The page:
The Edmonton Sun
The Associated Press
August 12, 2008
WASHINGTON — The world’s seven largest industrial democracies are urging Russia to accept an immediate ceasefire with Georgia.
The Group of Seven, which includes Canada, is also calling on Moscow to agree to mediation over the crisis involving the independence-minded Georgian territory of South Ossetia.
Georgia hosts a key pipeline supplying the West and the fighting has also unsettled oil markets. It has alarmed investors in Russia and has raised fears of a wider conflagration in the volatile region bordering Iran, Turkey and Russia.
Meanwhile, U.S. President George W. Bush has criticized the violence, saying Russia’s response to Georgia’s invasion of South Ossetia has been disproportionate.
AGREED TO CEASEFIRE
Ahead of that, Secretary of State Condoleezza Rice and the foreign ministers of the U.S., Britain, Canada, France, Germany, Italy and Japan spoke in a conference call, during which they noted that Georgia had agreed to a ceasefire and wanted to see Russia sign on immediately.
Bush pressed Russia yesterday to end its military action, warning a “dramatic and brutal escalation” of Moscow’s push into the smaller country would jeopardize its relations with the West.
Bush said it appeared Moscow was trying to overthrow the elected government of Georgian President Mikheil Saakashvili, a close U.S. ally.
“Russia has invaded a sovereign neighbouring state and threatens a democratic government elected by its people. Such an action is unacceptable in the 21st century,” Bush told reporters at the White House.
The crisis began Thursday when Georgia sent forces to retake South Ossetia, a pro-Russian area that broke from Georgia in the 1990s. Moscow, which supports South Ossetia’s independence, responded by sending troops into Georgia.
“I am deeply concerned by reports that Russian troops have moved beyond the zone of conflict, attacked the Georgian town of Gori and are threatening Georgia’s capital of Tbilisi,” Bush said after returning from a trip to China for the Olympics.
“There is evidence that Russian forces may soon begin bombing the civilian airport in the capital city.”
Bush said continuation of the conflict over separatist South Ossetia would be “inconsistent with the assurances that we have received from Russia that its objectives were limited to restoring the status quo” that existed before fighting began.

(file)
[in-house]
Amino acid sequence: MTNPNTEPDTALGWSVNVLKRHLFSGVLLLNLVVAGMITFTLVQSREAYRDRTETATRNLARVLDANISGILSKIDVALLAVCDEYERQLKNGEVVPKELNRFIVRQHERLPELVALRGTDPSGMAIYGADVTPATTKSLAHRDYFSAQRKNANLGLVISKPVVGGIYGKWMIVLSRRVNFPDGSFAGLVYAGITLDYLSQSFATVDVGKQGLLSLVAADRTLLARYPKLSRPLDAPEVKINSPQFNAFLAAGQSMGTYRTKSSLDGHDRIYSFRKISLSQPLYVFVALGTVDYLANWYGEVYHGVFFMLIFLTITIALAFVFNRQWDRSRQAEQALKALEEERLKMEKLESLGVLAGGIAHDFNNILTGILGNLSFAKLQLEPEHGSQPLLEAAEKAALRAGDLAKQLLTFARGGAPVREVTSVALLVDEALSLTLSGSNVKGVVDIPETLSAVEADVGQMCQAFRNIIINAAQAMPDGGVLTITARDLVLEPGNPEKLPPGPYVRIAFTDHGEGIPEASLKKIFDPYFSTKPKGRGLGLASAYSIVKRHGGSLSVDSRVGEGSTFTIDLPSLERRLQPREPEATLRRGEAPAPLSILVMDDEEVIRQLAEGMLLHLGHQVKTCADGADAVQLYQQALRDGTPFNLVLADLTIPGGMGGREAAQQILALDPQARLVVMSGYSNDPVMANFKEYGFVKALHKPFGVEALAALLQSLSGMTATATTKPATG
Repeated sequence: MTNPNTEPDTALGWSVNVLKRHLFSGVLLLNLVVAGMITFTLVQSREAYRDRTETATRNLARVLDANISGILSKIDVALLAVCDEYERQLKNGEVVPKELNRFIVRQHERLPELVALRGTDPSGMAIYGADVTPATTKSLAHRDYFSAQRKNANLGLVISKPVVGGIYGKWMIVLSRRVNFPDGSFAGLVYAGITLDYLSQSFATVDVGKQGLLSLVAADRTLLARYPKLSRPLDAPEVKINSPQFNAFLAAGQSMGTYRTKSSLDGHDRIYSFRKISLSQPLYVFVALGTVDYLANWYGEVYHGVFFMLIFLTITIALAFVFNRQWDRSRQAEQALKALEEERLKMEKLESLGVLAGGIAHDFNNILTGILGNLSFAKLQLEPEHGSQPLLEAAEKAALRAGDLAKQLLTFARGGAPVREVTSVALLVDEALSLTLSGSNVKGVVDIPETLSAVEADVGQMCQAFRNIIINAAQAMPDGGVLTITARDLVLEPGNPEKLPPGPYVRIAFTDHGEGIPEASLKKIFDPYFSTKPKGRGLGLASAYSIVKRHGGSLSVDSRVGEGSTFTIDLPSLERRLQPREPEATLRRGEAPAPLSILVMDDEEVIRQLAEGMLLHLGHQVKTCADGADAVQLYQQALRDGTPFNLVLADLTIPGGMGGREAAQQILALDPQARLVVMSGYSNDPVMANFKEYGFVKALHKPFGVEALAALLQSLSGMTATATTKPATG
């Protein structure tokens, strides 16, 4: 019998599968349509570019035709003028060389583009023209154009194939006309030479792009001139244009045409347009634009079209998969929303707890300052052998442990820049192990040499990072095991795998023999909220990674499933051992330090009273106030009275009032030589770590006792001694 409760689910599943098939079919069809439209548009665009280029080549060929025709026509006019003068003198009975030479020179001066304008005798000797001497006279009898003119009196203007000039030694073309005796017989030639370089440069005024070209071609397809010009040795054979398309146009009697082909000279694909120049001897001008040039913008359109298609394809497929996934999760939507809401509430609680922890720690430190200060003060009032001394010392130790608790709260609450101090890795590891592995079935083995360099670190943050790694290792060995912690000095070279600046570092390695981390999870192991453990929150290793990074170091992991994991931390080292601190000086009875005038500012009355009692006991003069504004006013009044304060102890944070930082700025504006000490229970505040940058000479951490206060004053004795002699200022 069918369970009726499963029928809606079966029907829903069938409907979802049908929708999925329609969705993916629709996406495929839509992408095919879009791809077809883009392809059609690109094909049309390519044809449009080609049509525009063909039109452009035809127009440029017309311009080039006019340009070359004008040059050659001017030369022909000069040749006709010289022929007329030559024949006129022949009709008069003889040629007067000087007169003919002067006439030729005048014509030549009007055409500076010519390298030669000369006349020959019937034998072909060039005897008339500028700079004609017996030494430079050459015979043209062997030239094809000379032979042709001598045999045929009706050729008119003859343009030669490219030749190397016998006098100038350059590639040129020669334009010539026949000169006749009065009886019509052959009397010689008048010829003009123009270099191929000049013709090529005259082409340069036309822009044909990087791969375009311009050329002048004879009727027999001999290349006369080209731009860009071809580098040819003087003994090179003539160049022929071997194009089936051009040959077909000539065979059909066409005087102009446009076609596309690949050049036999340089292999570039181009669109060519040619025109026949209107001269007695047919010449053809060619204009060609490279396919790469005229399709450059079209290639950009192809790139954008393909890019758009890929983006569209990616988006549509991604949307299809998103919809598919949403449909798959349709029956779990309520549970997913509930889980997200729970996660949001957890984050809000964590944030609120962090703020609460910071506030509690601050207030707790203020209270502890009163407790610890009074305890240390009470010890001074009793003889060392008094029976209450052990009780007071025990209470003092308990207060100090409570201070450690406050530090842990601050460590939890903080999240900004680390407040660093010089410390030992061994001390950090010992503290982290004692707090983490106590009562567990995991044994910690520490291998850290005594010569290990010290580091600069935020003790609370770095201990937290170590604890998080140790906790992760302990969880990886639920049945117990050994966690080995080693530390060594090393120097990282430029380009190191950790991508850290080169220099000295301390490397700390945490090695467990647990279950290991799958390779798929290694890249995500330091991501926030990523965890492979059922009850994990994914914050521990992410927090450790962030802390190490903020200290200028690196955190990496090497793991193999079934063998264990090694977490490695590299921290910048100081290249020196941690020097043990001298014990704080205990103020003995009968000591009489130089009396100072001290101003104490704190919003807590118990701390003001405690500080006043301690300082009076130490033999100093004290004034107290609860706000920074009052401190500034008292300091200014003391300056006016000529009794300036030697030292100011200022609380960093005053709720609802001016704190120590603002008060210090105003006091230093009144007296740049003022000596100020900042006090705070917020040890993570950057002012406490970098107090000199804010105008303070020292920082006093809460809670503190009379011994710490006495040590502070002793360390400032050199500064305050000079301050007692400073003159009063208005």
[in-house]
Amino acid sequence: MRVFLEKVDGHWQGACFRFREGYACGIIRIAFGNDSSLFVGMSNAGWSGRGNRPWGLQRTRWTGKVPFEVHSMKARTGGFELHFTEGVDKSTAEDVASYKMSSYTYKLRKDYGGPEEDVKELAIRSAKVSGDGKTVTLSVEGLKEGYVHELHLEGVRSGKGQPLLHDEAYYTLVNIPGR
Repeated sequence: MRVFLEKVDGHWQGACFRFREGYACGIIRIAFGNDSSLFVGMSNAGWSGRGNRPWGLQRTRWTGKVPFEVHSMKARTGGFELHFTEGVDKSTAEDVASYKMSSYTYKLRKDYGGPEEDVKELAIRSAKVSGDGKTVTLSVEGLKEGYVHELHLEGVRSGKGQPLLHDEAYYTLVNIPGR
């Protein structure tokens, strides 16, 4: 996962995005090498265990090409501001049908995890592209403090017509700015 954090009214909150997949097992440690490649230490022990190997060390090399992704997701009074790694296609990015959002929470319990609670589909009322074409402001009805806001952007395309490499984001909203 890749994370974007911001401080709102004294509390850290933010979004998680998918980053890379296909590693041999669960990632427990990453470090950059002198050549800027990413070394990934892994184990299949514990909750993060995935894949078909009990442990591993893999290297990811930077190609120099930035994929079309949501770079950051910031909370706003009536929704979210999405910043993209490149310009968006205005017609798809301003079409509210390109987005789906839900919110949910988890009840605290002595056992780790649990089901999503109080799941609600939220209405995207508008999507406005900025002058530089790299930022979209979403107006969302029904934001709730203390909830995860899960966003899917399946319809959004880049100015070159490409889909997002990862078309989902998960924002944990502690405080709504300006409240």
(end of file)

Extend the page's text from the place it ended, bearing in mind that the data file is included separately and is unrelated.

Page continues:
Bush said Georgia had agreed to elements of a peace agreement Russia had previously said it would accept: An immediate ceasefire, the withdrawal of forces from the zone of conflict, a return to the military status quo as of Aug. 6 and a commitment to refrain from using force.
“Russia’s actions this week have raised serious questions about its intentions in Georgia and the region. These actions have substantially damaged Russia’s standing in the world,” Bush said.
— Files from Reuters and The Associated Press
‘OUT WITH IMPERIALISM’
WARSAW, Poland — Poland and other former Soviet satellites have expressed deep anxiety that the escalation of fighting between Russia and Georgia signals a resurgent Russia’s willingness to use force to dominate the newly democratic region.
After fighting broke out in Georgia’s breakaway province of South Ossetia, the presidents of Poland and the three Baltic states issued a statement calling Russia’s policy “imperialist and revisionist.”
They also called on NATO and the European Union to stand up to Moscow.
“We, the leaders of once-captive nations of Eastern Europe, and now EU and NATO members — Estonia, Latvia, Lithuania and Poland — express a deep concern over the Russian Federation’s actions toward Georgia,” the statement said.
About 100 people gathered for a rally in front of Warsaw’s Russian Embassy last evening. They chanted “Russia, Go Home” and “Free Georgia,” while a banner read “Out with Russian Imperialism.”
Poland, the Czech Republic and their neighbours have lingering memories of communist-era domination and are deeply suspicious of Russia.
They fear that Russia, strengthened by Vladimir Putin’s rule as president, and now prime minister, as well as its vast oil and natural gas wealth, have translated into a dangerous new boldness.
In Prague on Sunday, Foreign Minister Karel Schwarzenberg compared Russia’s incursion into Georgia to the Soviet invasion of Czechoslovakia in 1968.